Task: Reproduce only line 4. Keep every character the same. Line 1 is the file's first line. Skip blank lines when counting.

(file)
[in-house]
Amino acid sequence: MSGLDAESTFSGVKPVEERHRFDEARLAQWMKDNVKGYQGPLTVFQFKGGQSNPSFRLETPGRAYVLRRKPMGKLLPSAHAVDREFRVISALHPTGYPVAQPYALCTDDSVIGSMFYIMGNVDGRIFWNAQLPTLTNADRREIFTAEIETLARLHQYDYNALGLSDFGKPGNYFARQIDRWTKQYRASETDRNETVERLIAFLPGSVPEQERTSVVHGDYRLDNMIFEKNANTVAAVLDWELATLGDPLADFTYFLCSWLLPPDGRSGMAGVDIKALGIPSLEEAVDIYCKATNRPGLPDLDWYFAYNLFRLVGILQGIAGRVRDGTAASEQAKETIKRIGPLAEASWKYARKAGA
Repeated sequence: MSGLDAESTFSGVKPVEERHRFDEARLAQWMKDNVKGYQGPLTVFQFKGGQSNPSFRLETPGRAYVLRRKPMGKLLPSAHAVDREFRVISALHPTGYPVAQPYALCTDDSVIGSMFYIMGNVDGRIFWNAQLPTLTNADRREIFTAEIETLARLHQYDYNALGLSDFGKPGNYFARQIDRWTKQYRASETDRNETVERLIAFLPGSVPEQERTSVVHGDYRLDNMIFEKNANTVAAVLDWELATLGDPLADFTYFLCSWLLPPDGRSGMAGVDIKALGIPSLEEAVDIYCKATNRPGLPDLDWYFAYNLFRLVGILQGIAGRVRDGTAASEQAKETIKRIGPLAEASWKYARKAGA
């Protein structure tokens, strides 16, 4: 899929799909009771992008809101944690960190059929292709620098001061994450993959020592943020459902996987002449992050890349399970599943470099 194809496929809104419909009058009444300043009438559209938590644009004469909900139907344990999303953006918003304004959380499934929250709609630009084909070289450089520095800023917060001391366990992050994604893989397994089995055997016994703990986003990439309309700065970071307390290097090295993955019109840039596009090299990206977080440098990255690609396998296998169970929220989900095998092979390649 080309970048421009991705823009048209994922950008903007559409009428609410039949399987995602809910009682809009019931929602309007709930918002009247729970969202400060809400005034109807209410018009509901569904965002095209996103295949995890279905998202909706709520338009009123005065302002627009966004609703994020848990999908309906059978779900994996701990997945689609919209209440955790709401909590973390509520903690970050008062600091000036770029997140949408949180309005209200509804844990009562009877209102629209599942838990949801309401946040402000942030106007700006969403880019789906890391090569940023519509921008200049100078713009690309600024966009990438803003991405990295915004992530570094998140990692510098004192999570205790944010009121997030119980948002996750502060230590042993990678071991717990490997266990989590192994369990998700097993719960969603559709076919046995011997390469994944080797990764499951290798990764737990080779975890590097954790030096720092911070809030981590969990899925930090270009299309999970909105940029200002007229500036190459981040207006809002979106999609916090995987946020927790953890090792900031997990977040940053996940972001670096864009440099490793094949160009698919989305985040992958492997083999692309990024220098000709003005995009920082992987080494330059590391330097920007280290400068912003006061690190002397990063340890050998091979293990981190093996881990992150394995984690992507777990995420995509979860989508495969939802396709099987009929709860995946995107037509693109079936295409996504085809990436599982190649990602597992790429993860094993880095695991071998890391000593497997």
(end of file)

């Protein structure tokens, strides 16, 4: 899929799909009771992008809101944690960190059929292709620098001061994450993959020592943020459902996987002449992050890349399970599943470099 194809496929809104419909009058009444300043009438559209938590644009004469909900139907344990999303953006918003304004959380499934929250709609630009084909070289450089520095800023917060001391366990992050994604893989397994089995055997016994703990986003990439309309700065970071307390290097090295993955019109840039596009090299990206977080440098990255690609396998296998169970929220989900095998092979390649 080309970048421009991705823009048209994922950008903007559409009428609410039949399987995602809910009682809009019931929602309007709930918002009247729970969202400060809400005034109807209410018009509901569904965002095209996103295949995890279905998202909706709520338009009123005065302002627009966004609703994020848990999908309906059978779900994996701990997945689609919209209440955790709401909590973390509520903690970050008062600091000036770029997140949408949180309005209200509804844990009562009877209102629209599942838990949801309401946040402000942030106007700006969403880019789906890391090569940023519509921008200049100078713009690309600024966009990438803003991405990295915004992530570094998140990692510098004192999570205790944010009121997030119980948002996750502060230590042993990678071991717990490997266990989590192994369990998700097993719960969603559709076919046995011997390469994944080797990764499951290798990764737990080779975890590097954790030096720092911070809030981590969990899925930090270009299309999970909105940029200002007229500036190459981040207006809002979106999609916090995987946020927790953890090792900031997990977040940053996940972001670096864009440099490793094949160009698919989305985040992958492997083999692309990024220098000709003005995009920082992987080494330059590391330097920007280290400068912003006061690190002397990063340890050998091979293990981190093996881990992150394995984690992507777990995420995509979860989508495969939802396709099987009929709860995946995107037509693109079936295409996504085809990436599982190649990602597992790429993860094993880095695991071998890391000593497997």